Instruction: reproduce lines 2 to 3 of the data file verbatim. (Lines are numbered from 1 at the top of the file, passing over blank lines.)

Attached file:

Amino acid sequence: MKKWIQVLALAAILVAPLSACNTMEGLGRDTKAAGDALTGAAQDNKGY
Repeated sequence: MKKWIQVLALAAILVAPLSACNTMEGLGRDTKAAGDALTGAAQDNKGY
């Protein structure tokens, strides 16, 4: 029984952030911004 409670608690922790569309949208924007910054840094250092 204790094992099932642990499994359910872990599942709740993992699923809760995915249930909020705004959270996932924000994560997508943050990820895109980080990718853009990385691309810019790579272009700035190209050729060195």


Repeated sequence: MKKWIQVLALAAILVAPLSACNTMEGLGRDTKAAGDALTGAAQDNKGY
């Protein structure tokens, strides 16, 4: 029984952030911004 409670608690922790569309949208924007910054840094250092 204790094992099932642990499994359910872990599942709740993992699923809760995915249930909020705004959270996932924000994560997508943050990820895109980080990718853009990385691309810019790579272009700035190209050729060195």